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News In Brief

December 17, 1987

Gaza City, Occupied Gaza Strip

Israel said it sent in troop reinforcements yesterday to restore order in the occupied Gaza Strip as world criticism mounted over security measures that have killed at least 13 Palestinians. Despite the Israeli Army's attempt to contain the unrest, Arab reports said at least three Palestinians were shot and wounded and an Israeli soldier stabbed in the ninth straight day of violence in the occupied territories.

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Also yesterday, Israel's parliament began debating five left-wing motions of no confidence against the coalition government's tough handling of the unrest.

Iran and Iraq report more shipping attacks

An Iranian gunboat yesterday attacked a Greek-flagged tanker with rocket-propelled grenades in the southern Gulf. No casualties or severe damage was reported. Meanwhile, Iraq said its warplanes attacked three ships off Iran's coast in 13 hours.

Nearly 3 million tons of shipping has been sunk or written off in the Gulf since July in an escalation of attacks by Iran and Iraq, shipping analysts report. That raises the total of tonnage lost in the Gulf war to 10.86 million tons since 1981, according to statistics compiled by the International Association of Independent Tanker Owners.

Shultz says Soviets ready to debate embargo on Iran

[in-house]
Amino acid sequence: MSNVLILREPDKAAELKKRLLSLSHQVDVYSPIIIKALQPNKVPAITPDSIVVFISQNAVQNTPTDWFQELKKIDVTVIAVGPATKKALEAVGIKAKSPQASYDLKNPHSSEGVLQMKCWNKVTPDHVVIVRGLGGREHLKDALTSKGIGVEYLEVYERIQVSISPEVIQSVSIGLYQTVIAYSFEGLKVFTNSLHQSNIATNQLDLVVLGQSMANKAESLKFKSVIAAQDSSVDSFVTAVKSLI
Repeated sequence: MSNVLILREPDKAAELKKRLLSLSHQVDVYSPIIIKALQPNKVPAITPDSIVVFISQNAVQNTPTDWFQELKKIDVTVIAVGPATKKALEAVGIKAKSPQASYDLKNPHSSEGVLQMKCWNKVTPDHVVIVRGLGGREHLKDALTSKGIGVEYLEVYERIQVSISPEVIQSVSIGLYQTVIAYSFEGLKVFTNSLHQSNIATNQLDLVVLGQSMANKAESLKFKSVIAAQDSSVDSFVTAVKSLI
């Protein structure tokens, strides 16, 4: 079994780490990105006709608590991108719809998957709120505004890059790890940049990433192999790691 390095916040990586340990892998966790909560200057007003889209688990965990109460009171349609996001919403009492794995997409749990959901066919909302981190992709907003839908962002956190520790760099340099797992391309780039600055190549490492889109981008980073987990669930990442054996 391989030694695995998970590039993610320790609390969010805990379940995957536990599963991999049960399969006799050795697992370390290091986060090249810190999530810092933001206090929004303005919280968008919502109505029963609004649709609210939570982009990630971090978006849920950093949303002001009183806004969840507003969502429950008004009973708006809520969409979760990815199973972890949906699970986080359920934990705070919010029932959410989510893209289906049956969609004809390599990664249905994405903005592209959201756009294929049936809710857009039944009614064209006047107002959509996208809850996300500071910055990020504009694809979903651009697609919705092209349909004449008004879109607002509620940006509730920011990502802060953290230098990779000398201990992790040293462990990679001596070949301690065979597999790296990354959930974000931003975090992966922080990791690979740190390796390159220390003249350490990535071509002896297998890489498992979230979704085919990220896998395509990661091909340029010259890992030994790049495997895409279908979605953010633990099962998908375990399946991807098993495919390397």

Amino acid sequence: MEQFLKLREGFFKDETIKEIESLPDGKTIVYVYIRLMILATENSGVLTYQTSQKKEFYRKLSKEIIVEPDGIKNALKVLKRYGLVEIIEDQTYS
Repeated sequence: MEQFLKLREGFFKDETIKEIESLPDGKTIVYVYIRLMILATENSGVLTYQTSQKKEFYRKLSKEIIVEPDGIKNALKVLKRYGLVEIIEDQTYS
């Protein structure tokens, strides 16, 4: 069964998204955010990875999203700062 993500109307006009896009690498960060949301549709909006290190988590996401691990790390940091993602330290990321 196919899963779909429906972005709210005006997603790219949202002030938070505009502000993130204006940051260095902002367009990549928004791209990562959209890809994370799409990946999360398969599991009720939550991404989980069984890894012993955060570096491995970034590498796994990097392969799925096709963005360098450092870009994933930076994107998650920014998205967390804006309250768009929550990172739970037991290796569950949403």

Secretary of State Shultz said yesterday the Soviet Union has shown a new readiness to discuss a UN Security Council arms embargo against Iran. But he rejected a Soviet proposal to deploy a UN naval force in the Gulf, saying the Security Council should work first on an arms embargo resolution.

Mr. Shultz confirmed a report that the Soviet Union was demanding that the US and other Western governments accept the formation of a UN-flagged naval force to back any Security Council arms embargo against Iran.

Sugar import quota drops to 113-year low for US

The annual US sugar import quota will be further reduced by 25 percent in 1988 to a 113-year low of slightly more than 750,000 tons, the administration said Tuesday. Critics of the current US program say domestic sugar prices are kept artificially high, thus triggering greater production by American growers. That means not as much of the less expensive foreign sugar is needed each year.

Kenya and Uganda halt two-day border battles

Two days of shooting between Kenyan police and Ugandan soldiers across the border came to an abrupt end Tuesday night and the frontier was quiet yesterday. The unexplained cease-fire followed official statements by both sides denying responsibility for starting the border clashes and calling for a return to normal relations.

Bangladeshi chief offers opposition watchdog role

President Hussain Muhammad Ershad yesterday offered the opposition a role in supervising legislative elections just hours after about 30,000 people rallied in the city center to call for his ouster. President Ershad said he was willing to include two people nominated by the opposition on the country's election commission.

Opposition members, who say last year's presidential election was rigged, have said they will not take part in voting until Mr. Ershad resigns, but the President has refused.

Unrest in Haiti moves France to reduce aid

France said Tuesday it would reduce aid to Haiti because it was deeply concerned by continuing unrest in the former French territory. The French Foreign Ministry said the government had decided to cut its aid after hearing the report of a fact-finding mission that visited Port-au-Prince.